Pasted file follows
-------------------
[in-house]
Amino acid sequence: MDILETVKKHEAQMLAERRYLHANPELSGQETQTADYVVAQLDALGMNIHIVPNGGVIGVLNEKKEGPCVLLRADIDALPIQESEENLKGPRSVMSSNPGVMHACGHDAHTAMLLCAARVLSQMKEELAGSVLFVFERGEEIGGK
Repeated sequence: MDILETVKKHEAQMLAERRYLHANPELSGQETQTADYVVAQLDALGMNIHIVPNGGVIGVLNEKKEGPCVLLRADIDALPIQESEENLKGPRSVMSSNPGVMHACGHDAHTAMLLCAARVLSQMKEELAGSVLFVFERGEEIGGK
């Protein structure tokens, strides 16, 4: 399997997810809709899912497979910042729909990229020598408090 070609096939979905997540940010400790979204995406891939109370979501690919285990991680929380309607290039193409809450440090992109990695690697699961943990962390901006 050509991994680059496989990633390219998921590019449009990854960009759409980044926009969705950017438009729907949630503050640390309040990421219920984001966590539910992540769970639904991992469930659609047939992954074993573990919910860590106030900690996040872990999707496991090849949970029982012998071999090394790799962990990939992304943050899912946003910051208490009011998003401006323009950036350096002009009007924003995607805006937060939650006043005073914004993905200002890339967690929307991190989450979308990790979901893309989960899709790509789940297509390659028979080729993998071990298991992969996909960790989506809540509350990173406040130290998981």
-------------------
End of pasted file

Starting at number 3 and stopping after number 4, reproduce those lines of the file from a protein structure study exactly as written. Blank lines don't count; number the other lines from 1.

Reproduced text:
Repeated sequence: MDILETVKKHEAQMLAERRYLHANPELSGQETQTADYVVAQLDALGMNIHIVPNGGVIGVLNEKKEGPCVLLRADIDALPIQESEENLKGPRSVMSSNPGVMHACGHDAHTAMLLCAARVLSQMKEELAGSVLFVFERGEEIGGK
């Protein structure tokens, strides 16, 4: 399997997810809709899912497979910042729909990229020598408090 070609096939979905997540940010400790979204995406891939109370979501690919285990991680929380309607290039193409809450440090992109990695690697699961943990962390901006 050509991994680059496989990633390219998921590019449009990854960009759409980044926009969705950017438009729907949630503050640390309040990421219920984001966590539910992540769970639904991992469930659609047939992954074993573990919910860590106030900690996040872990999707496991090849949970029982012998071999090394790799962990990939992304943050899912946003910051208490009011998003401006323009950036350096002009009007924003995607805006937060939650006043005073914004993905200002890339967690929307991190989450979308990790979901893309989960899709790509789940297509390659028979080729993998071990298991992969996909960790989506809540509350990173406040130290998981």